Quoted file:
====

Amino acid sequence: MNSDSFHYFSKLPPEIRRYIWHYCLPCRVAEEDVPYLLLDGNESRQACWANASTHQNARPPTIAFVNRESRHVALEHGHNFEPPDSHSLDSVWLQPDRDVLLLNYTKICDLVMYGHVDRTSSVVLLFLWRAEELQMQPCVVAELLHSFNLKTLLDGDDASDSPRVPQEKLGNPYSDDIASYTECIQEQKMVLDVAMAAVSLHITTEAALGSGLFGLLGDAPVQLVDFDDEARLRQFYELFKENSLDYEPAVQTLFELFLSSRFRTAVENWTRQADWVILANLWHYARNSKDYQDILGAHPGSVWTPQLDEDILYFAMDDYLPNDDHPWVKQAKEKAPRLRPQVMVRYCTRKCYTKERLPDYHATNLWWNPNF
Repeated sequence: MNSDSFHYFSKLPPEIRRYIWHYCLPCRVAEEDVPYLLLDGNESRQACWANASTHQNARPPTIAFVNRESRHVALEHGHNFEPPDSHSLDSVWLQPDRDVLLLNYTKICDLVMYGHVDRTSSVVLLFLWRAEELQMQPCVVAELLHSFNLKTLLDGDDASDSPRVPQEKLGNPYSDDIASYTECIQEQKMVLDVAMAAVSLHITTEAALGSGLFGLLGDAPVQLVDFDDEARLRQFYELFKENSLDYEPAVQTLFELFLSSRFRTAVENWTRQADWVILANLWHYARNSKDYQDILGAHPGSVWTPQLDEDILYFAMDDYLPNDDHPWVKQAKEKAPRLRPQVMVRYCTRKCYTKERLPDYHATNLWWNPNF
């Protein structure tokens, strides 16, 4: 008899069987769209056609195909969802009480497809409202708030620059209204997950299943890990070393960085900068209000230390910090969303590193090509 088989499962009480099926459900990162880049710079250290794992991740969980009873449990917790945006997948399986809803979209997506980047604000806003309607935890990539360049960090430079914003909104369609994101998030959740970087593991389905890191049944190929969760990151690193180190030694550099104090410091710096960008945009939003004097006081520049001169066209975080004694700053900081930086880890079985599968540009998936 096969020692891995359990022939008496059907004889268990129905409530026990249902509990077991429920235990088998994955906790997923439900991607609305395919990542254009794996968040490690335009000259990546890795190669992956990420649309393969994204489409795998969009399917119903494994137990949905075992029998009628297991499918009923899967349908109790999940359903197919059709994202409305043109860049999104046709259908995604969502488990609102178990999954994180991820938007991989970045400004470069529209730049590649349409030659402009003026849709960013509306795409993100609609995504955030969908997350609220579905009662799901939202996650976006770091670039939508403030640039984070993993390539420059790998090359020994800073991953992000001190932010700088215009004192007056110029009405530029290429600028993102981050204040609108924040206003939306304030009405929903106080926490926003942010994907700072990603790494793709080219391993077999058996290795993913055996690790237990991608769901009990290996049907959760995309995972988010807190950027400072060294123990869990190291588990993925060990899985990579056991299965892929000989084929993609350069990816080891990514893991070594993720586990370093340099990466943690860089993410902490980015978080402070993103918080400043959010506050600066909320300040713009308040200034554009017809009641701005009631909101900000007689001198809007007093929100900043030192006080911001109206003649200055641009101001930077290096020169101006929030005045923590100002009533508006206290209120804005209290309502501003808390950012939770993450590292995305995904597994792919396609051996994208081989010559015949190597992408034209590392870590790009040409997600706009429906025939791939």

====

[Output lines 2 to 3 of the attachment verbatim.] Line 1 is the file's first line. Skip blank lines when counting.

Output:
Repeated sequence: MNSDSFHYFSKLPPEIRRYIWHYCLPCRVAEEDVPYLLLDGNESRQACWANASTHQNARPPTIAFVNRESRHVALEHGHNFEPPDSHSLDSVWLQPDRDVLLLNYTKICDLVMYGHVDRTSSVVLLFLWRAEELQMQPCVVAELLHSFNLKTLLDGDDASDSPRVPQEKLGNPYSDDIASYTECIQEQKMVLDVAMAAVSLHITTEAALGSGLFGLLGDAPVQLVDFDDEARLRQFYELFKENSLDYEPAVQTLFELFLSSRFRTAVENWTRQADWVILANLWHYARNSKDYQDILGAHPGSVWTPQLDEDILYFAMDDYLPNDDHPWVKQAKEKAPRLRPQVMVRYCTRKCYTKERLPDYHATNLWWNPNF
């Protein structure tokens, strides 16, 4: 008899069987769209056609195909969802009480497809409202708030620059209204997950299943890990070393960085900068209000230390910090969303590193090509 088989499962009480099926459900990162880049710079250290794992991740969980009873449990917790945006997948399986809803979209997506980047604000806003309607935890990539360049960090430079914003909104369609994101998030959740970087593991389905890191049944190929969760990151690193180190030694550099104090410091710096960008945009939003004097006081520049001169066209975080004694700053900081930086880890079985599968540009998936 096969020692891995359990022939008496059907004889268990129905409530026990249902509990077991429920235990088998994955906790997923439900991607609305395919990542254009794996968040490690335009000259990546890795190669992956990420649309393969994204489409795998969009399917119903494994137990949905075992029998009628297991499918009923899967349908109790999940359903197919059709994202409305043109860049999104046709259908995604969502488990609102178990999954994180991820938007991989970045400004470069529209730049590649349409030659402009003026849709960013509306795409993100609609995504955030969908997350609220579905009662799901939202996650976006770091670039939508403030640039984070993993390539420059790998090359020994800073991953992000001190932010700088215009004192007056110029009405530029290429600028993102981050204040609108924040206003939306304030009405929903106080926490926003942010994907700072990603790494793709080219391993077999058996290795993913055996690790237990991608769901009990290996049907959760995309995972988010807190950027400072060294123990869990190291588990993925060990899985990579056991299965892929000989084929993609350069990816080891990514893991070594993720586990370093340099990466943690860089993410902490980015978080402070993103918080400043959010506050600066909320300040713009308040200034554009017809009641701005009631909101900000007689001198809007007093929100900043030192006080911001109206003649200055641009101001930077290096020169101006929030005045923590100002009533508006206290209120804005209290309502501003808390950012939770993450590292995305995904597994792919396609051996994208081989010559015949190597992408034209590392870590790009040409997600706009429906025939791939």